Your browser is unsupported

We recommend using the latest version of IE11, Edge, Chrome, Firefox or Safari.

Charting New Territories: Business Degree in the Medical Industry

While it may seem unlikely for a business degree to contribute to a medical career, the story of UIC Business Alum, Michael Martinez, proves otherwise. His educational and professional journey demonstrates how business skills can positively impact the healthcare system. Read the inspiring story of Michael, who aspired to become a physician while exploring innovative approaches to combine financial principles with the compassion physicians provide to patients.

Michael Martinez

Michael is pursuing the Medical Degree (MD) at New York University, Grossman School of Medicine, with a solid commitment to enhancing future management practices within the healthcare system. Upon graduating in May 2024, he will begin his residency training in the combined Internal Medicine and Dermatology program at Harvard Medical School, where he will be trained to treat patients with complex medical dermatology and autoimmune skin diseases.

In 2019, he completed a dual-degree program at UIC, earning a BS in Biological Sciences from the College of Liberal Arts and Sciences and a BS in Finance with a Minor in Economics from the College of Business Administration, both with Summa Cum Laude, the Highest Departmental Honors.

Michael studied Finance on a full-cost scholarship as part of the Business Scholars Program, tailored for high-achieving undergraduates. Moreover, he served as president of the Collegiate Association of Business Scholars (CABS). During his tenure, CABS had 40 participants and focused on extending professional opportunities for students. He recalls organizing fundraisers for Business Scholars students, even though the amount of money raised was relatively small, possibly only a few hundred dollars. This support was meaningful as it provided students with the opportunity to invest in textbooks and professional clothing.

The Business Scholars Program offers several advantages for students, including specialized sections for core business courses, simulation courses, and experiential learning.

“In one of our accounting projects, my group mates and I had to create a hypothetical business, such as a new pizza shop, and showcase all the accounting and financial aspects involved in running such a venture. We delved into details such as projected rent and other operational expenses. Engaging in  small group course works, in which teamwork and problem-solving were central, was invaluable. It is something I cherished about the Business Scholar’s experience and continue to appreciate every single day.” – shares Michael.

Michael Martinez in 2015 with fellow Business Scholars (left to right) Abraham Perez ‘19, Yari Velasquez ‘19, and Noemi Ibarra ‘19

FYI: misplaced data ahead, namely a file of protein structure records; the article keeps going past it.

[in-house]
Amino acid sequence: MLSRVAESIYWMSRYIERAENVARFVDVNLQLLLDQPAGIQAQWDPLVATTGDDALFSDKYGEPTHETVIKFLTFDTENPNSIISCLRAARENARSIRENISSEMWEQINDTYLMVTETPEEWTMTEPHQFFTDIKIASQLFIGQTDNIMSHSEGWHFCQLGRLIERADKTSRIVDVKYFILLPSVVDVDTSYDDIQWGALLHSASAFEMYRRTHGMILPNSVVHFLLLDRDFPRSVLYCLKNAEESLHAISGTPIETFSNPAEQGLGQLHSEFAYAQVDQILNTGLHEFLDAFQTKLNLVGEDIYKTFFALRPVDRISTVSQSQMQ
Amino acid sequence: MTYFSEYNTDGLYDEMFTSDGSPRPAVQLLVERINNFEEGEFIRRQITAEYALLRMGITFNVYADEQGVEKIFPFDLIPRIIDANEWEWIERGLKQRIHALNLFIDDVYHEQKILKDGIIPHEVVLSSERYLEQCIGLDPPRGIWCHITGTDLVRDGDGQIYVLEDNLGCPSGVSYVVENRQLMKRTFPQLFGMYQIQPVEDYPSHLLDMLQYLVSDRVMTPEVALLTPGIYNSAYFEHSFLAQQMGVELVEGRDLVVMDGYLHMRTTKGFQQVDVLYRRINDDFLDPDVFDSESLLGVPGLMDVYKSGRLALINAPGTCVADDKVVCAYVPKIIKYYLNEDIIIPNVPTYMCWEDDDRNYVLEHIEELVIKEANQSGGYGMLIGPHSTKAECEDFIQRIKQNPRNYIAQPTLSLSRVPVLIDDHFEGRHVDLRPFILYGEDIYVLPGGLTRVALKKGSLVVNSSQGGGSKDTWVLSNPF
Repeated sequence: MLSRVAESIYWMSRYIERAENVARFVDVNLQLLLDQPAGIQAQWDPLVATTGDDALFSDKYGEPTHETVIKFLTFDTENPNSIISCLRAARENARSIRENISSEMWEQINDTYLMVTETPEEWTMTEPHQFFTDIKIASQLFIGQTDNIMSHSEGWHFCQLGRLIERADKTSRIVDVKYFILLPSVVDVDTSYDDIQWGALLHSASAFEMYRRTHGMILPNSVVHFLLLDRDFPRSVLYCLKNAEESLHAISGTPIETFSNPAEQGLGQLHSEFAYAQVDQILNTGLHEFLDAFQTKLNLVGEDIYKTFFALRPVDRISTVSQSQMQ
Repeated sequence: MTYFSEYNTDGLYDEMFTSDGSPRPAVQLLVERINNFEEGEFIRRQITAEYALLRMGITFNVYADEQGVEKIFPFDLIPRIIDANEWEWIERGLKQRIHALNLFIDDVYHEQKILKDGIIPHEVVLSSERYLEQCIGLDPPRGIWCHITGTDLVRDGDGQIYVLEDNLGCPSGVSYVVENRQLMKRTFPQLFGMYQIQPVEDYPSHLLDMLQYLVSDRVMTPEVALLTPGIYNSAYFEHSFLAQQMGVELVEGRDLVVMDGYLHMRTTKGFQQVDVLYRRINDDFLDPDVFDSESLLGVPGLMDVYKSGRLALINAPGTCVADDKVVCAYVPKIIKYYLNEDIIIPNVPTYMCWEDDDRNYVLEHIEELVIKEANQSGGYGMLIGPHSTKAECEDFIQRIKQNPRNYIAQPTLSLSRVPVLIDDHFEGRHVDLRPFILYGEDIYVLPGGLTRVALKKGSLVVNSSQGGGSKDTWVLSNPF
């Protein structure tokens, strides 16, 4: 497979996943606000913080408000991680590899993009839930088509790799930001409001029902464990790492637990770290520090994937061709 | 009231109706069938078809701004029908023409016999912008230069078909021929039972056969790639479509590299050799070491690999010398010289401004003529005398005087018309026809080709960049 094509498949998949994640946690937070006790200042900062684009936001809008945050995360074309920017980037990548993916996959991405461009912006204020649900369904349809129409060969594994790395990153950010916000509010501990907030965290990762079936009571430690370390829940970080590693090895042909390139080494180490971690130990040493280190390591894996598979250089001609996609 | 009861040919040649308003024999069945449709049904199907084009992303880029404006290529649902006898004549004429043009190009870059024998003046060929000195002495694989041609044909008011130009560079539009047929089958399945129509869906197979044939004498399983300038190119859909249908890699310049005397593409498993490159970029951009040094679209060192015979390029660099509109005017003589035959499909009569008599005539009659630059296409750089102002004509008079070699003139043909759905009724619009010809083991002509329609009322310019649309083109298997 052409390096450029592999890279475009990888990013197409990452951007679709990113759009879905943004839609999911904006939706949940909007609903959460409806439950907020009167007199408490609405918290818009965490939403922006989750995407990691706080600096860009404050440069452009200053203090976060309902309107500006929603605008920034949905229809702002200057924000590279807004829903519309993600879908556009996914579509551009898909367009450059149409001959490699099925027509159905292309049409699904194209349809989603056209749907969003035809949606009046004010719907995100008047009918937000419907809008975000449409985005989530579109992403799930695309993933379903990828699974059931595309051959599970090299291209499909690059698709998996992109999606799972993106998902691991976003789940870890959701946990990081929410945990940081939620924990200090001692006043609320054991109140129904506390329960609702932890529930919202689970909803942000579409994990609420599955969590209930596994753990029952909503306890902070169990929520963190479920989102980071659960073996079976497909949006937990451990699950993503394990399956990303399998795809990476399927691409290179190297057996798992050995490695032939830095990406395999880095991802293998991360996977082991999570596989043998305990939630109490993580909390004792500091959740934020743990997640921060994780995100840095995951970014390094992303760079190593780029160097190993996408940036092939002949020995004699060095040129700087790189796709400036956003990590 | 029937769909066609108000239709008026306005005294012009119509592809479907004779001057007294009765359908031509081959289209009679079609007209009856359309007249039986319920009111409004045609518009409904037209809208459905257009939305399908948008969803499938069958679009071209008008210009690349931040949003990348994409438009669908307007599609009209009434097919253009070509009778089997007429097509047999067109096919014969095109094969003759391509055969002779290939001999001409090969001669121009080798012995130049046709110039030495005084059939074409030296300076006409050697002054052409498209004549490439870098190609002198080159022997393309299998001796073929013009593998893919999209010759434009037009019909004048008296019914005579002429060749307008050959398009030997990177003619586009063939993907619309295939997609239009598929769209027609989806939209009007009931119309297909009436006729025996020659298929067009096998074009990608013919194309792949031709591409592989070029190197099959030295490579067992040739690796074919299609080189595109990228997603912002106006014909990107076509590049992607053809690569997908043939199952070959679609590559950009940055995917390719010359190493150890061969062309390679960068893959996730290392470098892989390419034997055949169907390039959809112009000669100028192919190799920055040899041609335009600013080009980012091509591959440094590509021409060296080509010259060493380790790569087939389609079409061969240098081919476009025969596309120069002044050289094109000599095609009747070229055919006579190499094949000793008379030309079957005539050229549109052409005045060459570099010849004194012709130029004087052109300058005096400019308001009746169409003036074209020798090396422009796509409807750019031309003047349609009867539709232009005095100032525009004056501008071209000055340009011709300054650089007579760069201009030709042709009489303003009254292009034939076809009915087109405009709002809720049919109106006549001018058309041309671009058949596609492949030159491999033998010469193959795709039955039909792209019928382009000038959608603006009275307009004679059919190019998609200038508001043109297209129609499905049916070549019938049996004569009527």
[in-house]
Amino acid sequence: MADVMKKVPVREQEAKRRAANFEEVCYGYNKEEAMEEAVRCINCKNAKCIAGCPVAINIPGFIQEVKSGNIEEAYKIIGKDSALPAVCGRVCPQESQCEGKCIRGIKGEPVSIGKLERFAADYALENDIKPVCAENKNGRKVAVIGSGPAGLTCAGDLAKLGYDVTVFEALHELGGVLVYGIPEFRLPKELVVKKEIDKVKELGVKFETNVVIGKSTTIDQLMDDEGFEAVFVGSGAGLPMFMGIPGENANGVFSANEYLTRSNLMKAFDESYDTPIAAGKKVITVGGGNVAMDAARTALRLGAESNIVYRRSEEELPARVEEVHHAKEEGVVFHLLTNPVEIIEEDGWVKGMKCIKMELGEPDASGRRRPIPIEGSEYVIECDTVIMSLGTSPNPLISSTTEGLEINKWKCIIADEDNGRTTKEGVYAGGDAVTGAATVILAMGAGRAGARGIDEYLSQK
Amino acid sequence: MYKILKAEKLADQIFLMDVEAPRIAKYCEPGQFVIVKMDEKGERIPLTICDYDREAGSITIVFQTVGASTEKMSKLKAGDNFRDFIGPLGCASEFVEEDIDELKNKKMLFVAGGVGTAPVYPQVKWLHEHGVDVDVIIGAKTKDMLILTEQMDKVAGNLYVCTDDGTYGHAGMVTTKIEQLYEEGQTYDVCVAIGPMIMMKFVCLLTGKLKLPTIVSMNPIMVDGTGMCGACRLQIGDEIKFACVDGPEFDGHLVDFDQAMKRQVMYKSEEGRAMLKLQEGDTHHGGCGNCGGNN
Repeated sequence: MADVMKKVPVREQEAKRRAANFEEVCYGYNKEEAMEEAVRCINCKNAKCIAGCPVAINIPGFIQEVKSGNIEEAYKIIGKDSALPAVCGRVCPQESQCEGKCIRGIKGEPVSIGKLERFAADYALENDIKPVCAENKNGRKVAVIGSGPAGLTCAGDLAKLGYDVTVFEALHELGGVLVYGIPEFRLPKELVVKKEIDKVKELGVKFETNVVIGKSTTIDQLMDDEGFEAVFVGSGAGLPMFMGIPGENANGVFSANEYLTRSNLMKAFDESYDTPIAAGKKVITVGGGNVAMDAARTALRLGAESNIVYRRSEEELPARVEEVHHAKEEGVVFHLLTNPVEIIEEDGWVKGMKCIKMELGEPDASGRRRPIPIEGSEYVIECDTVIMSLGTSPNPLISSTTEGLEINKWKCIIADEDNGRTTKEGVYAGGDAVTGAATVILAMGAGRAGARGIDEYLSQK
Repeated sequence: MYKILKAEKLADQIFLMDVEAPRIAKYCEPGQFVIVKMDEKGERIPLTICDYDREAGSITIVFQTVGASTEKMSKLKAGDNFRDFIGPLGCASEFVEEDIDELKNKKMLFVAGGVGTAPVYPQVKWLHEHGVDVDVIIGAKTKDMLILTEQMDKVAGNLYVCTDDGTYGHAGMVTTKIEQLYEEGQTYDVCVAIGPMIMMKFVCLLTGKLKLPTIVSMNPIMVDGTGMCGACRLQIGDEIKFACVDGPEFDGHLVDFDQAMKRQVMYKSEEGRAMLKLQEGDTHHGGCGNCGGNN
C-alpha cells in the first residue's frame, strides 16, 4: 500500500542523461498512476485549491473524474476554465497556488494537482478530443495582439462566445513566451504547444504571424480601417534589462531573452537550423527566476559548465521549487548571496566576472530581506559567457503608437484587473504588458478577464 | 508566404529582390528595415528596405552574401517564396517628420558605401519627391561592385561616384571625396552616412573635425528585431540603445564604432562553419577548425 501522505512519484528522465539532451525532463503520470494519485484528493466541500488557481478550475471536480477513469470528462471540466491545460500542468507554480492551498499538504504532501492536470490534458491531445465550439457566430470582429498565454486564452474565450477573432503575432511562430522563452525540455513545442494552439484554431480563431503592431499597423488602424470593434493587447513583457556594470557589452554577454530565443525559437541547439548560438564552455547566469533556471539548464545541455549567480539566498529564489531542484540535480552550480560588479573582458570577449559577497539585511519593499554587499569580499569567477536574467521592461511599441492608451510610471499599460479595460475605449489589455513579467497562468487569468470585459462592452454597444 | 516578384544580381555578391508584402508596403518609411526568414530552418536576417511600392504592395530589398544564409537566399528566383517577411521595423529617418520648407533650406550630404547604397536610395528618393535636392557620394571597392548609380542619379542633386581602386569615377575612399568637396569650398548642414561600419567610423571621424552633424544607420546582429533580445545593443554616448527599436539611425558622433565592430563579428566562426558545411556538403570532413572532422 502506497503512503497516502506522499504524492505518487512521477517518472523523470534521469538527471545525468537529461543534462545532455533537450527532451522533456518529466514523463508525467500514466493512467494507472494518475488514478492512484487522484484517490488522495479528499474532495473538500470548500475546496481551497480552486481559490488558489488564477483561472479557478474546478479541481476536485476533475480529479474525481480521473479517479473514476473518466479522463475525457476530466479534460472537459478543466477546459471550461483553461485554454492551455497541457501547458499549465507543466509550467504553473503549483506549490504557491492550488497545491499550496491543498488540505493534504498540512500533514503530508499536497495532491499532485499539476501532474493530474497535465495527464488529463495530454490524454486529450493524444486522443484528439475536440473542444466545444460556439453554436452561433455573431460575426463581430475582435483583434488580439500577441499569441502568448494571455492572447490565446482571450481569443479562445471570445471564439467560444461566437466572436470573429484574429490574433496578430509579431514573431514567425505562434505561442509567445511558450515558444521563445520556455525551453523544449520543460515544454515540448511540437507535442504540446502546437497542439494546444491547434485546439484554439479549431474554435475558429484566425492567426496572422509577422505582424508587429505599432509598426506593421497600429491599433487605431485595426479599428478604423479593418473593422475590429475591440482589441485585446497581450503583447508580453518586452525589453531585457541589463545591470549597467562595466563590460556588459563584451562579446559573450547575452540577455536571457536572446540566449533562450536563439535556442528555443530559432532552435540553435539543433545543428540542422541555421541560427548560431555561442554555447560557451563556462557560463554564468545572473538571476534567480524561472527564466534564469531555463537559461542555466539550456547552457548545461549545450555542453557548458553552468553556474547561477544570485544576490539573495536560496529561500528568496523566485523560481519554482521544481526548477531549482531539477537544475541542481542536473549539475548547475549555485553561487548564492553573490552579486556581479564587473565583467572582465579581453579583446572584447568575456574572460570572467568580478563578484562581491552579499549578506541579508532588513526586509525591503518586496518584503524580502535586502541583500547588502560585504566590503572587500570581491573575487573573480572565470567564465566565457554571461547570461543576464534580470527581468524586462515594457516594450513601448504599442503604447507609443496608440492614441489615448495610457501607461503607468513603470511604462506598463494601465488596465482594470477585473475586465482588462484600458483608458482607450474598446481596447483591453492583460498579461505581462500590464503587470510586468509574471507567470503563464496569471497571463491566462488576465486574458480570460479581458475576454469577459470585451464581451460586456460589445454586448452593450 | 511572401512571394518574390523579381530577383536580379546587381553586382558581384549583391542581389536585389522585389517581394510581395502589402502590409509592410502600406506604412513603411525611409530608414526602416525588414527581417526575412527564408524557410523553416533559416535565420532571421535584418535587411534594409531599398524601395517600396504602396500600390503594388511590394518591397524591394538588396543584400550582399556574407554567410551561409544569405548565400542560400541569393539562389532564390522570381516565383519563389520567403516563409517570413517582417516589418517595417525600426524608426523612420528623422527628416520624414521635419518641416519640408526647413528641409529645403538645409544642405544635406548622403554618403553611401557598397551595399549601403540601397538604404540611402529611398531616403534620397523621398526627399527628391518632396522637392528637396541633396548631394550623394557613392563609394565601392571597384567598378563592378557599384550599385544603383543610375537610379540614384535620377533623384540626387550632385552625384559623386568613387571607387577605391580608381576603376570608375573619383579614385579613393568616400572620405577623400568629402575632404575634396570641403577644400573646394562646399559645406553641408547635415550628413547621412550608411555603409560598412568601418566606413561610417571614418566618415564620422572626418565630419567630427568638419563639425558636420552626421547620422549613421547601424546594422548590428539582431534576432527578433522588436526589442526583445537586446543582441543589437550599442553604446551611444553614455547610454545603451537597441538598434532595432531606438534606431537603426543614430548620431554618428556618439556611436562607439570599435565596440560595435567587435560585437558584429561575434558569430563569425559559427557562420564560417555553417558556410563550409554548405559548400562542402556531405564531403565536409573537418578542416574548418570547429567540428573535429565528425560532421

Business Scholars also benefit from industry experts, academic advisers, and faculty mentors-led seminars. Michael also highlighted the immersive support of his adviser, Angela Prazza-Winters, Assistant Dean for Online Programs, who played a pivotal role in launching his initiatives across the college.

Michael always knew that he was destined to become a physician. His passion for medicine was unwavering, and his experience with the Business Scholars Program continued to shape his journey.

Reflecting on his time with the Business Scholars, Michael expresses gratitude for the holistic support he received: “Another reason why I like the Business Scholars so much is because they knew that I wanted to pursue medical school, and they were very appreciative of that, and they supported me throughout that.” With the help of the Business Career Center, he secured an internship at the Center for Healthcare Innovation, where he engaged in initiatives bridging business and medicine.

Michael’s vision is to bridge the gap between good medical practice and effective management of health systems, hoping to inspire high-value care in health practices. “We have a lot of leaders in patient care that know wonderful things about taking care of people, but they know nothing about business,” he explains. “And I am just so thankful that the Business Scholars Program helped me from a very early on in my career journey to learn the language of business and apply strong management and organizational skills in my practice.”

His experience in the Business Scholars program equipped him with essential skills in business communication and innovation, which he now applies to his medical research. Michael recently co-authored an article published in JAMA Network Open, exploring ways to inspire innovation in medical systems.

The Business Scholars Program at UIC has been instrumental in cultivating collaborative skills and fostering innovative thinking. Through the program’s comprehensive support and immersive learning experiences, students like Michael Martinez have the skills needed to excel in diverse fields. As Michael’s journey demonstrates, the program prepares students for success and empowers them to make meaningful contributions to society.